The BBC has today released the first promotional picture of the up and coming period drama, The Scandalous Lady W. The film is based on the life of Lady Seymour Worsley played by Natalie Dormer a woman who dared to leave her husband and elope with his best friend. Produced by Wall to Wall Media and directed by Sheree Folkson for BBC Two, the untold true story of Lady Worsley is brought to life by award-winning writer David Eldridge.
Eldridge based his screenplay on author Hallie Rubenhold’s book ‘Lady Worsley’s Whim’. The book is inspired by the full length oil painting of Lady Worsley that hangs in Harewood House in Yorkshire. She is depicted wearing a bright red riding habit.
Natalie Dormer plays Seymour Worsley, a passionate, courageous woman at the centre of a very public trial brought by her powerful husband Sir Richard Worsley, played by Shaun Evans (Endeavour, The Lost Weekend). As the drama unfolds, a woman’s worth and material value as one of her husband’s possessions are called into question. When Lady Worsley decides to leave her troubled marriage and elope with Captain George Bisset, played by Aneurin Barnard (Cilla, The White Queen), the truth doesn’t stay behind closed doors for long.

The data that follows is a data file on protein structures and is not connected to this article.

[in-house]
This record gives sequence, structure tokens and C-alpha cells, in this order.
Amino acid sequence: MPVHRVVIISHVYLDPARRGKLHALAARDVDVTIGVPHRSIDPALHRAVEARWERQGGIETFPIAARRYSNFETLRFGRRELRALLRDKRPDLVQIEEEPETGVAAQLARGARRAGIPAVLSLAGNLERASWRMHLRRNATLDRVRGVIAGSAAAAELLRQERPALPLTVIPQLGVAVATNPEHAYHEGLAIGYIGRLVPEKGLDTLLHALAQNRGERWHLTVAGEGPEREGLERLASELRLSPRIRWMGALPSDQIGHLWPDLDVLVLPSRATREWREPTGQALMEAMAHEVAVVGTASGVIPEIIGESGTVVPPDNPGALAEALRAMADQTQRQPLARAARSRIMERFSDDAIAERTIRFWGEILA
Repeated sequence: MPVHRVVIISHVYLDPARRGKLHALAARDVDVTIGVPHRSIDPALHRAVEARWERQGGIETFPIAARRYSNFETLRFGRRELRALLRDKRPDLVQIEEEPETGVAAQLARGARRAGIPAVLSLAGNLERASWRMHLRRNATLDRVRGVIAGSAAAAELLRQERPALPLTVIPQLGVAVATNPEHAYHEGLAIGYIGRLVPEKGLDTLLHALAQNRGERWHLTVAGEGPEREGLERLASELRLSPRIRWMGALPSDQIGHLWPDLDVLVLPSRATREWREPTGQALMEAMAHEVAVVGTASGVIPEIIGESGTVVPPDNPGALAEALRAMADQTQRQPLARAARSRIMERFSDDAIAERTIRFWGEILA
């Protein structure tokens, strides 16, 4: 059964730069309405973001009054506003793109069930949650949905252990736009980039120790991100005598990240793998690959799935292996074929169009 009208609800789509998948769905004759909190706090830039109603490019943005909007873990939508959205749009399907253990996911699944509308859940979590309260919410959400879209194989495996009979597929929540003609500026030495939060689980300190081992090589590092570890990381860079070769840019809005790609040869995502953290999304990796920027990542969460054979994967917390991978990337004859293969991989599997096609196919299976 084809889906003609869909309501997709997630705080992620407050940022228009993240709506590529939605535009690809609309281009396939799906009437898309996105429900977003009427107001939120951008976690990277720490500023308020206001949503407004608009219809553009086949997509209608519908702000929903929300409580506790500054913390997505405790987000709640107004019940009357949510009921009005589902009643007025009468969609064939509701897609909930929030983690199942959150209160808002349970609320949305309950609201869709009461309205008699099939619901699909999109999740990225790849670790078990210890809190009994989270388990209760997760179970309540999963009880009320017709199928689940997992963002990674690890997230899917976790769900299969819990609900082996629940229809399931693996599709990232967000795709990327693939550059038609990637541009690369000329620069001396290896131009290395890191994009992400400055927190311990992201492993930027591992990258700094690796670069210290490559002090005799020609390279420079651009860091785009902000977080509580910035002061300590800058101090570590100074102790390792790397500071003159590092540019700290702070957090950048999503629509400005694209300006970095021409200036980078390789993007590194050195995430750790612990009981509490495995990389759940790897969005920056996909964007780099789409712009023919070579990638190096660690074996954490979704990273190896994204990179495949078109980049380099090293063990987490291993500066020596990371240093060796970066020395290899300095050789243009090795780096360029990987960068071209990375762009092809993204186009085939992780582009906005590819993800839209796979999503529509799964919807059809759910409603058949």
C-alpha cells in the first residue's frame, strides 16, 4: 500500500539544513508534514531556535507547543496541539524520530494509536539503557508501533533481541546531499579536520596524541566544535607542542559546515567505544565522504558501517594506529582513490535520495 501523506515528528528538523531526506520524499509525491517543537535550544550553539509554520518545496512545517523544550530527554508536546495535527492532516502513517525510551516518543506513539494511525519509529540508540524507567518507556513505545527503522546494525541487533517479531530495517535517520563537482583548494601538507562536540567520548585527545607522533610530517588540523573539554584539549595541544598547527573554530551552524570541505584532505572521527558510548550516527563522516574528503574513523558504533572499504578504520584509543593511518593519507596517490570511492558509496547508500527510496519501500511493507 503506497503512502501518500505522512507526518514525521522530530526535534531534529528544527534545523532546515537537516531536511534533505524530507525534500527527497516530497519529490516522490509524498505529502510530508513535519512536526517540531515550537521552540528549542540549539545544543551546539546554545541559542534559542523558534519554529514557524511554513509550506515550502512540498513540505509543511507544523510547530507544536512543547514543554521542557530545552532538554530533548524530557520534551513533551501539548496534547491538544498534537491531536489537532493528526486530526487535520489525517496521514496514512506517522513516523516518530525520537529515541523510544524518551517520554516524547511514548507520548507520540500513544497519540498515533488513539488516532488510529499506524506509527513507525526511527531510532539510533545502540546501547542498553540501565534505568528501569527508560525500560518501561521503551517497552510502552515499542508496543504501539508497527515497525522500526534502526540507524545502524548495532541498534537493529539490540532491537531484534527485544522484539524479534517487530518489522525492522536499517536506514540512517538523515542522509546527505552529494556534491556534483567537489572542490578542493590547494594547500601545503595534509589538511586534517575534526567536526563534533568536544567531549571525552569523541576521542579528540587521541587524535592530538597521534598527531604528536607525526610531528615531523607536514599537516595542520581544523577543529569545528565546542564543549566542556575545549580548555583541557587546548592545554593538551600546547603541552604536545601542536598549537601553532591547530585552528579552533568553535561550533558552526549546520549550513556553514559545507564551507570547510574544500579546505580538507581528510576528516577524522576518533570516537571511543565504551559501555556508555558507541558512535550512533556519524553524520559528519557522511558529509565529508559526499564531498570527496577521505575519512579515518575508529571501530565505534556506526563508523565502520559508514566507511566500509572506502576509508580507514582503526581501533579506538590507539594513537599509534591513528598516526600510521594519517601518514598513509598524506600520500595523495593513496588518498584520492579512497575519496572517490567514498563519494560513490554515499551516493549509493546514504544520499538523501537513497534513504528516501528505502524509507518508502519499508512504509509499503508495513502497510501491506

Kim Shillinglaw, Controller, BBC Two says: “It’s terrific to add The Woman in Red to BBC Two’s powerful tradition of creating factual dramas, from The Challenger to Wipers Times, which bring to life remarkable true stories. It is an almost unbelievable tale of a woman – Lady Seymour Worsley – whose audacity and risk-taking stood against the currents of her time, and I’m delighted to have attracted such strong talent both on and off screen to make it.”
Executive Producer for Wall to Wall Media, Eleanor Greene adds: “It’s a privilege to tell this incredible story for the BBC, about a truly brave woman who bucked convention to be with the man she loved. We are excited to have Sheree Folkson directing – and to be joined by such a stellar cast is testament to the vivacity of David Eldridge’s clever screenplay.”
Natalie Dormer who plays Lady Seymour Worsley says: “I am thrilled to be playing a woman who was so ahead of her time. Though our story is set in the 18th century, it challenges and explores the issues still fully relevant today of freedom and equality. To be home in London shooting with such a talented ensemble in front and behind the camera is a real treat.”
With thanks to BBC Media and BBC Pictures